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Figure 20. Canal factor of safety for combination of SLR and earthquake intensity.
Figure 20. Canal factor of safety for combination of SLR and earthquake intensity.
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Table 1. Maximum total displacement for different scenarios.
Table 1. Maximum total displacement for different scenarios.
StageScenarioDescriptionFactor of SafetyMaximum Total Displacement (m)Total Displacement at Toe (m)
Base case-Current situation1.0860.0380.026
SLR1SLR 26.70 cm1.0830.0400.030
2SLR 51.30 cm1.0720.0400.024
Earthquake Intensity3ah 0.1 g0.4360.1600.160
4ah 0.2 g0.2041.0400.605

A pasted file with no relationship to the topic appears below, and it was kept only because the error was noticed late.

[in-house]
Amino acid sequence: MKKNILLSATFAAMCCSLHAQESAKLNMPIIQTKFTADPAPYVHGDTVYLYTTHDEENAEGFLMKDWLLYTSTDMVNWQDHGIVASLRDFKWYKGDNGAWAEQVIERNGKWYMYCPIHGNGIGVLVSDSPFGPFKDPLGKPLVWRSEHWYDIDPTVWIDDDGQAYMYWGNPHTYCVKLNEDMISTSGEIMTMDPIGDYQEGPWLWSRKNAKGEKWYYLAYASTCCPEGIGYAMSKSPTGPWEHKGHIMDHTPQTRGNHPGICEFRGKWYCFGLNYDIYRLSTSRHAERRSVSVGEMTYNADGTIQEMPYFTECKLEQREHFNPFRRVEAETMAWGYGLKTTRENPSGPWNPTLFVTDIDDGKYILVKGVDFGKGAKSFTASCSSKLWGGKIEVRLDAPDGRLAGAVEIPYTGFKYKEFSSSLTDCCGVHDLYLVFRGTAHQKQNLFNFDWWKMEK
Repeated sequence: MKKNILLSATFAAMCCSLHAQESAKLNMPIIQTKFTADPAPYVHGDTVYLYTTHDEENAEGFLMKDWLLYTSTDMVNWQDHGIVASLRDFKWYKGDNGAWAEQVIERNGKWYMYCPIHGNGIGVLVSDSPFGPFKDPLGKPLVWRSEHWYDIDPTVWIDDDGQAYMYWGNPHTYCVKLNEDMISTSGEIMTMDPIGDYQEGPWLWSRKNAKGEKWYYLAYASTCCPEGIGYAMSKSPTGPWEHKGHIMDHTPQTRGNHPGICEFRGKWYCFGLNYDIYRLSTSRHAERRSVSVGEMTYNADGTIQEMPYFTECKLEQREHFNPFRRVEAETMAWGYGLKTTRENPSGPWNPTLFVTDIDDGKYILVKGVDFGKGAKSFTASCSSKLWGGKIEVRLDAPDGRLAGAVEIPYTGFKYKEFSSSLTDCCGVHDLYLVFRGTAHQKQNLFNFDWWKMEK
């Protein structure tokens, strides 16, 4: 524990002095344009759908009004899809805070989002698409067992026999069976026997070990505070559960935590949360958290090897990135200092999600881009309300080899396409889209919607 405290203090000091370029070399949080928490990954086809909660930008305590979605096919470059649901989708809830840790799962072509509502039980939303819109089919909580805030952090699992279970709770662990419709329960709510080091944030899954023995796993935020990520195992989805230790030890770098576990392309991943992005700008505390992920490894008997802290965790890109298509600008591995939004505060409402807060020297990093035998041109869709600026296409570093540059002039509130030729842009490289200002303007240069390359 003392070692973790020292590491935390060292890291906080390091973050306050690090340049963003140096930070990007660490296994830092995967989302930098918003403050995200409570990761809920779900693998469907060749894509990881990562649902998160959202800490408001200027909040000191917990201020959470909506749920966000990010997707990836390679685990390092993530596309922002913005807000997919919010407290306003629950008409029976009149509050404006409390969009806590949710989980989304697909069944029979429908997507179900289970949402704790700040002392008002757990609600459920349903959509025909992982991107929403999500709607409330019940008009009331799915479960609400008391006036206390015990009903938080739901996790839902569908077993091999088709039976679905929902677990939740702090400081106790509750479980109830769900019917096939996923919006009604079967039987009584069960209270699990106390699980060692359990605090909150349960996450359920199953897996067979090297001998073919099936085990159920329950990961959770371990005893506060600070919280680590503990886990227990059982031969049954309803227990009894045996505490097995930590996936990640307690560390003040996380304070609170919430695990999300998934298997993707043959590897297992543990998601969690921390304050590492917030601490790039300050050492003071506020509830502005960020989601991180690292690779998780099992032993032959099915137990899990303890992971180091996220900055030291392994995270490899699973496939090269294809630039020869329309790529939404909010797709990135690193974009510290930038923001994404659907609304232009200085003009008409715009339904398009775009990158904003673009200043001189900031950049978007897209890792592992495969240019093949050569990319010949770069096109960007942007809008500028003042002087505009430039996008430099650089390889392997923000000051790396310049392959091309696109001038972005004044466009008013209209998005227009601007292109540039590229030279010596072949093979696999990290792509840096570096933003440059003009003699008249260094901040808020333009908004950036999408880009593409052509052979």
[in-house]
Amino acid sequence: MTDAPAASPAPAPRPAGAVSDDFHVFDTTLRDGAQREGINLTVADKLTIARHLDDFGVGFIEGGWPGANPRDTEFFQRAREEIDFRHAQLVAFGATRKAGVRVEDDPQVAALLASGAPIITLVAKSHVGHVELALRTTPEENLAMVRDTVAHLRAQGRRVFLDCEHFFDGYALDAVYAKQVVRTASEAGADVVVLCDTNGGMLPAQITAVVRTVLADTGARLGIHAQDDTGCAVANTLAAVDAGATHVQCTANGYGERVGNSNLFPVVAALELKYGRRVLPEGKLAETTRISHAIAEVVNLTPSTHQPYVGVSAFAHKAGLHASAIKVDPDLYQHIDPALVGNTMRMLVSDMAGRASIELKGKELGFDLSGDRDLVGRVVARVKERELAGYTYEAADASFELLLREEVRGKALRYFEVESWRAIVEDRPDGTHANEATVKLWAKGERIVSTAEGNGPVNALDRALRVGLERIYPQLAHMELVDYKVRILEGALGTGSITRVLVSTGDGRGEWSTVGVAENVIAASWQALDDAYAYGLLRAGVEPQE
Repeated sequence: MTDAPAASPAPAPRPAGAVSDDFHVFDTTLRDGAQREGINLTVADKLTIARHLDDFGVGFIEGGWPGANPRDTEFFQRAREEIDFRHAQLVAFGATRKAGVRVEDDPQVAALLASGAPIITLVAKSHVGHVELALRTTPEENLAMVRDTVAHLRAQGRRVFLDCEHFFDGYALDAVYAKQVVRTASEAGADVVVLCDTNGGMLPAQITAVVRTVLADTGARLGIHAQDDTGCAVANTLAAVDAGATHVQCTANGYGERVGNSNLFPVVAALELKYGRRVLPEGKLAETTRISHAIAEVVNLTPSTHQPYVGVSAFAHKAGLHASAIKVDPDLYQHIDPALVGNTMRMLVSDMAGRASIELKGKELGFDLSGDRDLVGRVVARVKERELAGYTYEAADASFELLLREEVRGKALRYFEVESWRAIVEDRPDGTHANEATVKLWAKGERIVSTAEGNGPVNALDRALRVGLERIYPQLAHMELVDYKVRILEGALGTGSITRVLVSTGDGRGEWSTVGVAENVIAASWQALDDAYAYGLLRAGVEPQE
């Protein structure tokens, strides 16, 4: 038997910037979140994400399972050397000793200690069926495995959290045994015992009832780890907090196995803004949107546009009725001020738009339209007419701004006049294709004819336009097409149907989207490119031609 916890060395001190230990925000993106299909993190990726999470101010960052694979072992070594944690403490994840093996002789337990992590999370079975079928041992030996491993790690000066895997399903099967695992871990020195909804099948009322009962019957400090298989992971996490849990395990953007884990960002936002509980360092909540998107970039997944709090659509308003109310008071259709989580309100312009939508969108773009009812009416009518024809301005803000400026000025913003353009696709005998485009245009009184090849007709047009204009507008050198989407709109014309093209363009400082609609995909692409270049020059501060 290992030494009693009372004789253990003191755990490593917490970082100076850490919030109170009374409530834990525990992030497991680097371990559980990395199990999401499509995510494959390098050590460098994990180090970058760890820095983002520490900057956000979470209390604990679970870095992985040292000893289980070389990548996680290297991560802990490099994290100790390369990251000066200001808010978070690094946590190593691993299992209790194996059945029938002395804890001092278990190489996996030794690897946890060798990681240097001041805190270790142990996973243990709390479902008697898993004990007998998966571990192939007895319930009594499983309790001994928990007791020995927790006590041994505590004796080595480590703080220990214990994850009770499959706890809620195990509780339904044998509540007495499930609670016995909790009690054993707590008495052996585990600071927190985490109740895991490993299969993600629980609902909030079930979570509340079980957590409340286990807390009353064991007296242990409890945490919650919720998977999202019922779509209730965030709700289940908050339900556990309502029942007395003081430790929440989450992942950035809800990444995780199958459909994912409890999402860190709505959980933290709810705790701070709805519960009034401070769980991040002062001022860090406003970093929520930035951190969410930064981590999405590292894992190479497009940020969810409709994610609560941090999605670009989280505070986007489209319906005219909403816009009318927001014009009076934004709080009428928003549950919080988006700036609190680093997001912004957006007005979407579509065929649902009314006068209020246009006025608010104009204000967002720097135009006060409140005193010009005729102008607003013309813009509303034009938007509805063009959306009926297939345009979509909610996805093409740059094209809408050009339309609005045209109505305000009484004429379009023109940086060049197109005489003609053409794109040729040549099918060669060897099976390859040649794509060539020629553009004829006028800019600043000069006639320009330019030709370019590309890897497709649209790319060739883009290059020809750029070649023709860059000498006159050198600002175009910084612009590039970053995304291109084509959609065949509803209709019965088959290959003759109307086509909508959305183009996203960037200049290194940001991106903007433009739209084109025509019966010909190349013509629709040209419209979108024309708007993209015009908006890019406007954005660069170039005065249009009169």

SLR & Earthquake5SLR 26.70 cm, ah 0.1 g0.4200.1700.162
6SLR 51.30 cm, ah 0.1 g0.4050.1500.142
7SLR 26.70 cm, ah 0.2 g0.2000.4000.160
8SLR 51.30 cm, ah 0.2 g0.1960.4000.140
Table 2. Maximum shear strain for different scenarios.
Table 2. Maximum shear strain for different scenarios.
StageScenarioDescriptionFactor of SafetyMaximum Shear StrainShear Strain at Toe
Base case-Current situation1.0860.160.008
SLR1SLR 26.70 cm1.0830.160.008
2SLR 51.30 cm1.0720.170.009
Earthquake Intensity3ah 0.1 g0.4360.290.015
4ah 0.2 g0.2040.950.050
SLR & Earthquake5SLR 26.70 cm, ah 0.1 g0.4200.300.015
6SLR 51.30 cm, ah 0.1 g0.4050.300.015
7SLR 26.70 cm, ah 0.2 g0.2000.400.040
8SLR 51.30 cm, ah 0.2 g0.1960.400.040